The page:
As a matter of fact, I love pretty much everything from Tea Collection, but unfortunately I can rarely afford it unless I find one at a consignment store. But the one pictured above got my attention, because the design reminds me of this idea I saw on Pinterest, to use a bleach pen to create designs on a t-shirt.
I had a perfect t-shirt to upcycle, as it had some grease spots near the hem, so I started by trying out the bleach.
I bought a bleach pen for this very reason a while back. I tried it on an old shirt of mine, and the results were okay--but that shirt has been relegated to the pajama pile. This time, I followed the advice of the blogger I linked to above, and ironed some freezer paper on to the wrong side of the t-shirt. HUGE difference. The thin knit fabric wasn't pulling in all directions while I tried to draw with the gel pen, and I was happy with the results.
I thought I might try to trace a design onto the shirt, so I freehanded a simplified version of the Tea Collection design onto a piece of paper, but the one downside of the freezer paper was that once I had ironed it onto the shirt, I couldn't really see my design to trace it anymore. So I went for it and freehanded with the gel pen, and I'm happy with the result!
Something just occurred to me--you could probably draw your pattern right on the shiny side of the freezer paper before ironing it on, so it's visible through the knit (if it's thin enough, like the one I used.) Might try that next time.
OK, so because I didn't want to cut up the shirt but I did want the design to go all the way around, I had to do this in two parts. I don't know why I was hesitating to cut it up--since I ended up cutting it to make the dress anyway, it would have been SO much easier to bleach it in flat pieces. Anyhoo, the photo I just showed you of my bleach job was on the front of the shirt. After it set, I rinsed it out and threw it in the dryer with an old towel, and once it was dry I repeated the process for the back. With one small hitch--my bleach pen ran out.
In my neighborhood, bleach pens cost about $3 each. Since I had only done one other shirt, this project suddenly got more expensive--$3 for 1.5 projects isn't going to do it for me. I did buy a new bleach pen to finish this project in the interest of continuity, but for the future I am going to try this lovely post from Me and My DIY on how to make your own bleach gel. It seems like maybe the glue bottle would be a little harder to to control than the store-bought pen, but definitely worth the savings. In any case, here's a close-up of how the finished design came out:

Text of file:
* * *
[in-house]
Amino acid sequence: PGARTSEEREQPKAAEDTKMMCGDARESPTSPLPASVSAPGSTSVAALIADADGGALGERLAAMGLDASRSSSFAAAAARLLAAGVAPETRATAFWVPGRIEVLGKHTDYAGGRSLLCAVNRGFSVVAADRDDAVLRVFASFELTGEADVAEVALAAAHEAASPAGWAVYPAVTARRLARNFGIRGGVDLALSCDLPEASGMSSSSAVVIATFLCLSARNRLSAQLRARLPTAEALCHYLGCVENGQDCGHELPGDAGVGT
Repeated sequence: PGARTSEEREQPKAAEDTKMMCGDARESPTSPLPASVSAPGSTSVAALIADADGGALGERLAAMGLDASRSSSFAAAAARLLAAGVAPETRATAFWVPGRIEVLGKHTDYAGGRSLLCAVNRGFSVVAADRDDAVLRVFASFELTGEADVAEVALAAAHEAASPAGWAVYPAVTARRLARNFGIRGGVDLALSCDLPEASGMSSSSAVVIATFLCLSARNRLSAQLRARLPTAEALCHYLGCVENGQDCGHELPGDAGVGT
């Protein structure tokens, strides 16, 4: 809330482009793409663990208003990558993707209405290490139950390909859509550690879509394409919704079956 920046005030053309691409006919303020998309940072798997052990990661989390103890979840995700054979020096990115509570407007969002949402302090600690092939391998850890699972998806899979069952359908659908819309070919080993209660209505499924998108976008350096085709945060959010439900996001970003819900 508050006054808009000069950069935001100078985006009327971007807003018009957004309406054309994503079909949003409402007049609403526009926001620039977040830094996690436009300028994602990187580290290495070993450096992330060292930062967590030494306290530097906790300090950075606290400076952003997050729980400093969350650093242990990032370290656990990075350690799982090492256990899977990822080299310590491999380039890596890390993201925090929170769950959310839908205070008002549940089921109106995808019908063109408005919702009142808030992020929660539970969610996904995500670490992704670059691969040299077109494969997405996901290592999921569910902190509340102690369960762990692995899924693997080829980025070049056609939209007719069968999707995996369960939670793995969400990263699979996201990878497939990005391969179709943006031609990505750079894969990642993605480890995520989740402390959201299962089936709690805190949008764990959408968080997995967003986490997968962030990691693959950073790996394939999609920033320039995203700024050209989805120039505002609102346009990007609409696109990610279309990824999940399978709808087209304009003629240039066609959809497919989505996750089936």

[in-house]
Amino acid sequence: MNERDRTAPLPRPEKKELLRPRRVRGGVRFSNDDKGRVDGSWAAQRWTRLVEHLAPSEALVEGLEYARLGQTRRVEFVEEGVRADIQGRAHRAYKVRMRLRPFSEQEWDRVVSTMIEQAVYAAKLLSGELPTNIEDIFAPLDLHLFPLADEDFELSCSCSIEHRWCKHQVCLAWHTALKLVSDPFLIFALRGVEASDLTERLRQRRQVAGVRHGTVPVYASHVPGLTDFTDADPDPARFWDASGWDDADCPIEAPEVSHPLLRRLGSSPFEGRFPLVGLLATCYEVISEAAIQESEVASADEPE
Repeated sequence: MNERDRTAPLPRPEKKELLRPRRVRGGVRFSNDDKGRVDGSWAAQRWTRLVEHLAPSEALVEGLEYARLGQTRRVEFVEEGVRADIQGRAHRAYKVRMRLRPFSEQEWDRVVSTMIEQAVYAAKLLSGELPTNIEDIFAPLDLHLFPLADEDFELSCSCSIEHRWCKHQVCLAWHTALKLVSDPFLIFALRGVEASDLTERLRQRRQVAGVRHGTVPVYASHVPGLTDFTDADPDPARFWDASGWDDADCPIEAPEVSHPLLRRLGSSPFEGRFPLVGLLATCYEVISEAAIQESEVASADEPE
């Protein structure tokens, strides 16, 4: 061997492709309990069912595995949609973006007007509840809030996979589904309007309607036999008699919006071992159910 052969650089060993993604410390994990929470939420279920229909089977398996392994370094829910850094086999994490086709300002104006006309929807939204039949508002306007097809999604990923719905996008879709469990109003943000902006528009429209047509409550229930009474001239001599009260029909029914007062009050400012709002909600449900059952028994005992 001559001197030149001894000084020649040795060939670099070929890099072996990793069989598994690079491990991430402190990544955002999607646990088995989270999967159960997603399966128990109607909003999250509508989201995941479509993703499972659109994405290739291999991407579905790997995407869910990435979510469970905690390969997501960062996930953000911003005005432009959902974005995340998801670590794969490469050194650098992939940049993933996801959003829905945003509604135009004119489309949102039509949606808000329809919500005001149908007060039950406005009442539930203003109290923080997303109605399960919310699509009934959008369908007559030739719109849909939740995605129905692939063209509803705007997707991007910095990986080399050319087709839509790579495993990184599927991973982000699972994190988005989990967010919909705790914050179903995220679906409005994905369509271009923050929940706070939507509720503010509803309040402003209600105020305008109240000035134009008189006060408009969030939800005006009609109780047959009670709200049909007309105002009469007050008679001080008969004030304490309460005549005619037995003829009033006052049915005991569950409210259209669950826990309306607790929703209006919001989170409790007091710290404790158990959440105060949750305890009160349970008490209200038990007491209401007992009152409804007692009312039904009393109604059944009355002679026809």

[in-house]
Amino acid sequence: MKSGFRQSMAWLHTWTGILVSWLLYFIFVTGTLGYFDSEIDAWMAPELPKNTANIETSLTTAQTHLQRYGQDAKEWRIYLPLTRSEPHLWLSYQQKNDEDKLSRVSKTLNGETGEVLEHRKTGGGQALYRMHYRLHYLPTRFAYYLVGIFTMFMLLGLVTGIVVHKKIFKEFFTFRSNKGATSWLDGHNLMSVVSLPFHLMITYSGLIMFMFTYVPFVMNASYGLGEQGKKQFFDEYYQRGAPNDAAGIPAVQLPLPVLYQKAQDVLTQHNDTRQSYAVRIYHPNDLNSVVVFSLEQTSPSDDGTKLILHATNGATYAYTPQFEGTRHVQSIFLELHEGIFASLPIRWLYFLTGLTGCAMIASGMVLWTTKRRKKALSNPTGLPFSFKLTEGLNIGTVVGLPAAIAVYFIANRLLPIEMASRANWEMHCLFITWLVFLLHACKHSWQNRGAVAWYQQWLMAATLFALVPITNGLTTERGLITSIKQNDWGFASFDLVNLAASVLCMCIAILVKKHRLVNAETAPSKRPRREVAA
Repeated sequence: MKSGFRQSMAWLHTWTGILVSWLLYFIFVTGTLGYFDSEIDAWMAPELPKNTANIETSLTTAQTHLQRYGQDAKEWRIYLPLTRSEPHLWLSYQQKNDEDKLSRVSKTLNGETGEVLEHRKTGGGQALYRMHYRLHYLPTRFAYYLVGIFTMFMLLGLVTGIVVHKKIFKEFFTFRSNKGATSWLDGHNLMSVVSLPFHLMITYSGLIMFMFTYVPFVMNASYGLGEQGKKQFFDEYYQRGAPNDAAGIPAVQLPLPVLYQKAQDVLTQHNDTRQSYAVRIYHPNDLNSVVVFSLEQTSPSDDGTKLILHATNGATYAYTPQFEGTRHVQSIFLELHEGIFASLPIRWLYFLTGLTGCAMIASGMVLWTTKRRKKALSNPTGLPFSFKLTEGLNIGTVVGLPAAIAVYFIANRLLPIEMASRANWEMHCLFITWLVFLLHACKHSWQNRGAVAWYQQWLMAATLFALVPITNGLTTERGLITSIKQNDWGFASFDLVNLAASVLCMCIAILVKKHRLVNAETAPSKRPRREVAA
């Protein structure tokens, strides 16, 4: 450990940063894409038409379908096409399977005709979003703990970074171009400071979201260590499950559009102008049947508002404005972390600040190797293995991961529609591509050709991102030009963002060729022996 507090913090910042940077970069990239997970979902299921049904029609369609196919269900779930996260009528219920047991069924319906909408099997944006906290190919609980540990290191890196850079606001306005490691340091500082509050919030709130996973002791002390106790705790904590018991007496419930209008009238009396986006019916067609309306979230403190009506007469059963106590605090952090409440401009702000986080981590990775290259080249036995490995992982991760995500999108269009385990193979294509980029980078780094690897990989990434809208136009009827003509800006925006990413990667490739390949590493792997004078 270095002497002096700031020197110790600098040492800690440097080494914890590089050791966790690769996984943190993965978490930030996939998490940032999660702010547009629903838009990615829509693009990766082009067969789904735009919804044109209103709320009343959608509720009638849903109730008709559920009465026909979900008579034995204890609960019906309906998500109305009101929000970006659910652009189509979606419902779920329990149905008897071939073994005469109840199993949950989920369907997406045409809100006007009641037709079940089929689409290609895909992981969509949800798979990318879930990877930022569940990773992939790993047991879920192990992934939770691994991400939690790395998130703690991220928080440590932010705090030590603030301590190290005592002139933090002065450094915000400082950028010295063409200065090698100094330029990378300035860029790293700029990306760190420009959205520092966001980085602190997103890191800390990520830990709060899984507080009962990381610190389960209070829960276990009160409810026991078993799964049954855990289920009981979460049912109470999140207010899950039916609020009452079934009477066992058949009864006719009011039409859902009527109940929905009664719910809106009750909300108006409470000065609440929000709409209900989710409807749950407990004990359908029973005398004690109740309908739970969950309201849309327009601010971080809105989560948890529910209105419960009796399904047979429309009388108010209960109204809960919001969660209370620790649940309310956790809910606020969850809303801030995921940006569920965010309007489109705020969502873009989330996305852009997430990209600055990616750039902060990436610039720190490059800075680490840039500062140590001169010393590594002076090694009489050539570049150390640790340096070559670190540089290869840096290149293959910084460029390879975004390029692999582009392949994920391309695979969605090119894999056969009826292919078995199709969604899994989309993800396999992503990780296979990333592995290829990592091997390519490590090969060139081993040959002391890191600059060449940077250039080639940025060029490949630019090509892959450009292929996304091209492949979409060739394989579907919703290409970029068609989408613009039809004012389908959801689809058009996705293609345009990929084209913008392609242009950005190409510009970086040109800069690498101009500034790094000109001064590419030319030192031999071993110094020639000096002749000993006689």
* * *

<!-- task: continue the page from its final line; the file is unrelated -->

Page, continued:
Once the bleach design was done, I just made mine into a simple dress, but if my original t-shirt had been bigger, I totally would have gone all the way with my knock-off and used this CINO tutorial for a very similar Tea Collection style.
A couple things about my dress--I decided to do short sleeves instead of the cap/ruffle so I could avoid binding the raw edges of the armhole. Also I added some bleach design to the sleeves, just because I liked how it looked. I used the full width of the t-shirt (a Gap women's medium) for the skirt, and cut the bodice pieces from the top of the front and back so I could use most of the original finished neckline.
|The back--I think I left the bleach on a little longer here, oops!|
|Side view, or just an excuse for another cute picture of my kid?|
|We'll call this one a close-up on the sleeve detail.|
I actually had to redo the sleeves, because I made them too small on the original attempt (shown below).
|I had to cut these sleeves out and try again.|
And you can see that my seam at the front bodice is a little wonky--I was kind of off my game putting this dress together. I just got so excited about the bleaching that I forgot about the sewing. One thing at a time for me, I guess.
|Alas! My bodice seam is wonky!|